Grocery shoppers are cutting back on spending, data show, a sign that Americans are hurting for cash as the federal unemployment stimulus remains on hold for most recipients.
The emerging shift in food spending comes after the $600 in weekly additional unemployment checks expired in July. It has also prompted grocery stores to bring back something customers haven’t seen much of during the pandemic: discounts.
Lump-sum stimulus checks consumers received in the spring and the extra unemployment money for people who lost their jobs in the pandemic have helped shore up consumer businesses amid widespread shutdowns and millions of workers claiming unemployment.
While consumer spending rebounded between May and July following a plunge earlier in the spring, analysts say that a broader pullback on grocery spending could mean lower sales for more discretionary items such as clothes and cars.
Walmart Inc. executives said consumers are nervous about their finances and job security in the absence of stimulus aid, leading to cutbacks in spending.
“People perceive they’re spending more money on food, despite eating out less,” said Walmart U.S. Chief Executive John Furner on a conference call last week. “So we’ll be thoughtful about the way we plan the rest of the year and react to changes in the trends we see from our shoppers.”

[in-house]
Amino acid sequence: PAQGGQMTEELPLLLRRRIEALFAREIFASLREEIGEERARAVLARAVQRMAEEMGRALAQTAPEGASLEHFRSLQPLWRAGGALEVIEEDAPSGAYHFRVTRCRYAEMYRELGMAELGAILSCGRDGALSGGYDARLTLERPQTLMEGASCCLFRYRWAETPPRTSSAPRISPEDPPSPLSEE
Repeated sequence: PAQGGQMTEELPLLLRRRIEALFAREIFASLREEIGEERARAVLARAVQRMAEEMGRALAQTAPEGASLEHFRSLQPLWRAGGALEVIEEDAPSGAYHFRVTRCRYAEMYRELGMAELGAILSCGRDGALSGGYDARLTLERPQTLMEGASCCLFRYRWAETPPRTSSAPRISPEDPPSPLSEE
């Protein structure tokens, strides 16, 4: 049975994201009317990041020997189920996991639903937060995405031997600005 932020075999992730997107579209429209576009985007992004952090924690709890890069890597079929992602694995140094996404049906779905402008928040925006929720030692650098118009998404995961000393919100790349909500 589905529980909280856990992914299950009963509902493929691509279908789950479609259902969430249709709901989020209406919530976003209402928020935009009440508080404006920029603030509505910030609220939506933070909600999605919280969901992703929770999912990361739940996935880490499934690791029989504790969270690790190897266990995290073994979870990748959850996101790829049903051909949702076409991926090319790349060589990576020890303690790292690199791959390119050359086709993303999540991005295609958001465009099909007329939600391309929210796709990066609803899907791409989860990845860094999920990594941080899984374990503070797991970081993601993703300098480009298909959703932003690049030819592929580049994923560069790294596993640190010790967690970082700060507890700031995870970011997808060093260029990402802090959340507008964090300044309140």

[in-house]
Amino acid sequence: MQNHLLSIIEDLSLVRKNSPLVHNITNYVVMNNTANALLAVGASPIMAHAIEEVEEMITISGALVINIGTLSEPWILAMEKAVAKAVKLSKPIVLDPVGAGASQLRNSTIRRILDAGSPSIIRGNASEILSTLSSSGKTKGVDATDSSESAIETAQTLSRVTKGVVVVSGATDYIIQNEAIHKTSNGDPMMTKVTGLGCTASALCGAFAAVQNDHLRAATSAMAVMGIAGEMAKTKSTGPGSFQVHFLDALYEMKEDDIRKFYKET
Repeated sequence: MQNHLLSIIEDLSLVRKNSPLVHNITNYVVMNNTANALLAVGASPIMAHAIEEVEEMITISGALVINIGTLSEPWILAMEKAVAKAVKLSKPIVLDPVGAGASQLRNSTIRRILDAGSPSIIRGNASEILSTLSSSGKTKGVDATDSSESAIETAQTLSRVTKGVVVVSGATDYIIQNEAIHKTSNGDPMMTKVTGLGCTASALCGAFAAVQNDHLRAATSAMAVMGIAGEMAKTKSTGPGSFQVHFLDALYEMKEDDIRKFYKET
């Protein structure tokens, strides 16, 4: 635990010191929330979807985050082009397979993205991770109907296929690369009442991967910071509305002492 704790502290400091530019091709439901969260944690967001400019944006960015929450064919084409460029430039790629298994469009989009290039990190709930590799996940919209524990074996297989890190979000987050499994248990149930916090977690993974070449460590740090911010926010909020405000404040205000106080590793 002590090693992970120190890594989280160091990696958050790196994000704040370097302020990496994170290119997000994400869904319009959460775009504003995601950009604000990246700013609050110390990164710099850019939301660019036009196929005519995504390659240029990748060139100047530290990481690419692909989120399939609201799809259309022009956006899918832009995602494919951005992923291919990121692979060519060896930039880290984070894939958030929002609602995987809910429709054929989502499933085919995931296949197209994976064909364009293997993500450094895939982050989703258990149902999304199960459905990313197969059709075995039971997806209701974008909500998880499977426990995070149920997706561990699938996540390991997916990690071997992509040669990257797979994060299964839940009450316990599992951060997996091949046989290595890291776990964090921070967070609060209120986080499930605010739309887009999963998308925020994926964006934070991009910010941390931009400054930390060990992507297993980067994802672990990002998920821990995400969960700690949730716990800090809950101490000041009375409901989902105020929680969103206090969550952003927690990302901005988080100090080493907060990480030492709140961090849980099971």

Other retailers, such as Stop & Shop Supermarket LLC, also expect consumer spending growth to be tempered in the months ahead by economic uncertainty and the continued disruption of sporting events, restaurant dining and other facets of pre-pandemic life.
Gordon Reid, president of Stop & Shop, a grocery chain owned by Koninklijke Ahold Delhaize NV, said he expects price to be a challenge for consumers in the last quarter of the year and into next year. While Mr. Reid hasn’t seen a direct connection to reduced unemployment checks, he said customers have become more price-conscious.
President Trump signed an executive order earlier this month that would provide recipients with an extra $400 a week, but the program has run into delays as it requires states to reconfigure their unemployment systems and chip in $100 per person. So far, three states are distributing funds.
While sales of groceries, such as frozen dinners, cereal, soup and coffee, are still higher than they were a year ago, sales growth has slowed compared with July and prior months in the pandemic.